Since then Google has stated that it has removed 498,737 links across Europe. Of these 63,616 links, originating from 18,403 UK individuals, were removed; a success rate of 64.6%.

Examples of unsuccessful requests include a:

- former clergy who asked for two links to articles detailing an investigation into sexual abuse accusations.

- "media professional" requesting the removal of four links to articles reporting on "embarrassing content he posted to the internet",

- doctor’s call for the removal of 50+ links to newspaper articles about a botched procedure. In this case personal information (not detailing the procedures) was removed, but, "the rest of the links to reports on the incident remain in search results" said Google.


“Great distress and upset”.
“I now have 3 children,”

Last week we received a ‘right to be forgotten’ email request to remove a page from our website.

The page detailed a newspaper interview the lady in question had given several years ago, detailing her breast augmentation surgery that had increased her bust to a very large (unnatural) cup size. At the time she was happy with her decision and very vocal about it, but things had changed.

In her email she stated that the information now in the public domain (news, articles and blog sites) gave her “great distress and upset”.

“I now have 3 children,” she stated. Motherhood adding both weight and urgency to her desire to get the information removed.

We immediately complied with her request, removing all information by which she could be identified.

The incident made us realise how the internet has made it much more difficult for individuals to put past mistakes/embarrassing episodes behind them.

It is always prudent to think carefully before doing something that is irreversible or difficult to change. This is particularly true when considering significant changes e.g. body modification. Avoid making these types of decisions during times when you are highly emotional or feeling pressurised in someway.

Take all the time that you need to carefully evaluate the reasoning behind your decision; always bearing in mind that the current situation could (and in all likelihood will) change in the days, months and years ahead.


Wednesday, October 08, 2014

Body Image Workshops - Book Now

We are now taking bookings for Body Image workshops (secondary schools) that will be delivered in the current academic year ( now until July 2015).

Workshop objective: To equip, educate and empower teenagers on issues related to body image.

 NB. The workshop program has ended.

Monday, October 06, 2014

Rethinking getting older

Here is an interesting article, that I thought our readers would find interesting:

"As I* begin my tenure as CEO of AARP, I challenge all of us to re-imagine what it means to get older. Let's disrupt aging. Let's upend our thinking around what it means to get older.

It's really not about aging. It's about living.

To disrupt aging, we need to own our age. We need to get to the point where we're no longer defined by the old expectations of what we should or should not do at a certain age.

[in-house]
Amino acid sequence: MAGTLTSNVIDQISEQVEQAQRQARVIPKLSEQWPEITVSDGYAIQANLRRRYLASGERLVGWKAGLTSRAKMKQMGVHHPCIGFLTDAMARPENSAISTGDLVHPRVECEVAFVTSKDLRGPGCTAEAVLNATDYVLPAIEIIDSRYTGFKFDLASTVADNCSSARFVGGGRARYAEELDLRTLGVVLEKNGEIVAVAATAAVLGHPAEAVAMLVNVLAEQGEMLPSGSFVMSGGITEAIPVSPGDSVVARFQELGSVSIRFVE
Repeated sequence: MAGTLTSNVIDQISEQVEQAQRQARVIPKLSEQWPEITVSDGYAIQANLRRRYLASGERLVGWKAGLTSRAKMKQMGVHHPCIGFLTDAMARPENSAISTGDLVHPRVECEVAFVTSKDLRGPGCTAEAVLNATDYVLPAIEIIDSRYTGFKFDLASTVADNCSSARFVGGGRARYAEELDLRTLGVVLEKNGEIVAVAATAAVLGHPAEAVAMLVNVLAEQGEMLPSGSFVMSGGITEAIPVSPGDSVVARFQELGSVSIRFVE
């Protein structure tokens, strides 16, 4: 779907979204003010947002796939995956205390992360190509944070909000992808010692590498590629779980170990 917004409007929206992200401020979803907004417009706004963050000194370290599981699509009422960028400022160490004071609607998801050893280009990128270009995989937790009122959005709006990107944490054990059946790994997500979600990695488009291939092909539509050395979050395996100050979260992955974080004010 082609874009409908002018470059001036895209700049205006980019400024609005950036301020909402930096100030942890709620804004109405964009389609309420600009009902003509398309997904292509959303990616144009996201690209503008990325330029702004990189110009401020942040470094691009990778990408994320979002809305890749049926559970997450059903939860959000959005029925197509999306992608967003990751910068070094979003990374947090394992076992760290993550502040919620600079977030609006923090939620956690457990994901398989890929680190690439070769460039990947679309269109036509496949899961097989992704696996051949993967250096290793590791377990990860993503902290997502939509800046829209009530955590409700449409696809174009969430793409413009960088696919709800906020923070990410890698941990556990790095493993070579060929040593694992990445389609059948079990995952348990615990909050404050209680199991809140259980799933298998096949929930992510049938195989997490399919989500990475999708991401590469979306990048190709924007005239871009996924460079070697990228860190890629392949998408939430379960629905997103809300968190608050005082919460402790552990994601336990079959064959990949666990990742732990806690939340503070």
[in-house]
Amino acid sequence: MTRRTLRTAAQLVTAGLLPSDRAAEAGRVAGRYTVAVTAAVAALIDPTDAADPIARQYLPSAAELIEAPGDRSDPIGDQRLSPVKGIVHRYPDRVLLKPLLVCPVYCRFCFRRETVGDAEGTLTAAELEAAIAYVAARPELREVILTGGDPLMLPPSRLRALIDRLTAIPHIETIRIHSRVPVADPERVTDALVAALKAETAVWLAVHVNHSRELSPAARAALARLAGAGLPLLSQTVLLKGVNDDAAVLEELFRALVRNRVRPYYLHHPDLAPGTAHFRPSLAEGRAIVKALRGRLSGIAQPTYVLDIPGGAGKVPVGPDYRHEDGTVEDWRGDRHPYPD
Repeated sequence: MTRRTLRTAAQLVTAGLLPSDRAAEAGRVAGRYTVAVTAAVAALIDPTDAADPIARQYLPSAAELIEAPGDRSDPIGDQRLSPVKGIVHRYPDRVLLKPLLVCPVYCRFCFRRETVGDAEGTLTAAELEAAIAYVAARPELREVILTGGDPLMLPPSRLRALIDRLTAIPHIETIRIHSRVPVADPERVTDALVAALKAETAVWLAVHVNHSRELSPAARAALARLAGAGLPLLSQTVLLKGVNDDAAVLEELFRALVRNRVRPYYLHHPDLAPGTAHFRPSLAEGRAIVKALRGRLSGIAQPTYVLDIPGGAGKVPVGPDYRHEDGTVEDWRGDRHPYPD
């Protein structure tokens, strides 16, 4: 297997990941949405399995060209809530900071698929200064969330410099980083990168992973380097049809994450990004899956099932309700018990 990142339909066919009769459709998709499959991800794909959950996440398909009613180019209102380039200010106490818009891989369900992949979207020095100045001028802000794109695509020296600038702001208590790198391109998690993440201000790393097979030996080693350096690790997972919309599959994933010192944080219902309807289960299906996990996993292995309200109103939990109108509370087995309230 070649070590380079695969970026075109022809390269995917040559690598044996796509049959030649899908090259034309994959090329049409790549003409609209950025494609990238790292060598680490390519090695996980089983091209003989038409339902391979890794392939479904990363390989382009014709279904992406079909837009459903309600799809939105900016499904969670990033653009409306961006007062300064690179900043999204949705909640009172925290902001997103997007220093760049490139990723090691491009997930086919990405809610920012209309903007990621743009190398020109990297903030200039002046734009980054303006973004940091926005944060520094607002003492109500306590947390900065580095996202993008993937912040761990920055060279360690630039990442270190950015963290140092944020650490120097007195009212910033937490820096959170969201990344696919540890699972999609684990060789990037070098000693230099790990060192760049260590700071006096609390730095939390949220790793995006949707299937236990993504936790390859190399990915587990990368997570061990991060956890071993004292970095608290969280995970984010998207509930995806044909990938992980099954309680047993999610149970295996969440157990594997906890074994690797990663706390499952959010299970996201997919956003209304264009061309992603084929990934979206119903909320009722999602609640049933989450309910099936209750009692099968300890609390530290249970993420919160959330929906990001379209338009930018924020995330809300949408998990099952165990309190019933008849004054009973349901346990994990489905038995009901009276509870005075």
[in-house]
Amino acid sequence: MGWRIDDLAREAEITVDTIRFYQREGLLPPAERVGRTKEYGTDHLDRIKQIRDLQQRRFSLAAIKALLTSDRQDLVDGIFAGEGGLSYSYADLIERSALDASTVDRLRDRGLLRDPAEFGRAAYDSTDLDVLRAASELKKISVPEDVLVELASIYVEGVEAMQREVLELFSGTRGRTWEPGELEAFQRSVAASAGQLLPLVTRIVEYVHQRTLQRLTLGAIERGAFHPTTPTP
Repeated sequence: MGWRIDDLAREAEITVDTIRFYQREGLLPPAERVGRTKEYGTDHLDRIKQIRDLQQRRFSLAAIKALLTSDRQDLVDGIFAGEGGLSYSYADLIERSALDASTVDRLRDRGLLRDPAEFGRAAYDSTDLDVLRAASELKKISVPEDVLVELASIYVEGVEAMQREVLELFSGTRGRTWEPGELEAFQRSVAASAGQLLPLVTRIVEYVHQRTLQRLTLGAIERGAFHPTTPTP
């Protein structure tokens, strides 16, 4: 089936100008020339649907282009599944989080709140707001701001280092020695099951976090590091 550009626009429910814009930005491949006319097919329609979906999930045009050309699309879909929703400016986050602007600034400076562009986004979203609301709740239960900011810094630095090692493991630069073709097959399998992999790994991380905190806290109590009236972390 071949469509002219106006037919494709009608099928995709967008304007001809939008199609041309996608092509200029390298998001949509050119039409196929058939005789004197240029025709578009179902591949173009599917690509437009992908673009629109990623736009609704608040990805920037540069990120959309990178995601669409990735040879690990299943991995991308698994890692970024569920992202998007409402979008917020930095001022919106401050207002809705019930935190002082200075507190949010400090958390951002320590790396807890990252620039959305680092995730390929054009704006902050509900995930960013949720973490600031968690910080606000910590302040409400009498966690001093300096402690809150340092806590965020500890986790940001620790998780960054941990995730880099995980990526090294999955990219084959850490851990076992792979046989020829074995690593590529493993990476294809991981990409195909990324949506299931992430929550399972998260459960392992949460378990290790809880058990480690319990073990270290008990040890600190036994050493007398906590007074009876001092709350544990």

We don't want to be defined by our age any more than we want to be defined by race or sex or income -- and frankly, I'm a little tired of other people defining me that way. I want people to define me by who I am, not how old I am."

*Article by Jo Ann Jenkins  CEO of AARP

Continue Reading


Wednesday, October 01, 2014

Mother's influence children's body image

Young girls, some as young as seven, are acquiring a negative body image as a consequence of observing the actions of their mothers, a survey has found*.
Actions witnessed include mothers looking into a mirror and:
- calling themselves names e.g. ‘fat’, ‘ugly’ or ‘unattractive.’
- covered the parts of their body that they didn’t like.

Survey findings:

- 70% of mothers admitted that their children had observed them engaging in “negative body image habits.”
- A third of mothers participating in the survey admitted that they had seen their daughter mimic their negative body related actions e.g. pulling in their stomach (10%), pinching their thighs and even checking to see if they had any wrinkles (8%).
- A majority of the mothers said that they were aware that their action could negatively impact their children.
- 50% stated that they tried to be a “positive role model,’ which included refraining from negative actions in their children’s presence.
- 14% confessed that they had not given the issue (how their actions might affect their children) any thought.
- 7% believed that there was nothing they could do to change their behaviour or how their children responded to it.

“Words are extremely powerful in shaping our perceptions of both ourselves and others”, commented Prof Tony McEnery, a linguistic expert at Lancaster University.
“Research has shown that children as young as one are impacted by the words expressed by their parents or other influential people in their life.
“It is crucial that parents and role models understand the important role they play in shaping the self-esteem of their children and younger generations who look up to them.
“By learning to monitor one’s language and filtering out the negative and emphasising the positive, we are more likely to pass on positive, lifelong behaviours that have the power to affect self-esteem.”

* 2,000 women aged 30 to 55 who live with girls aged between seven and 17. The OnePoll survey was commissioned by Dove.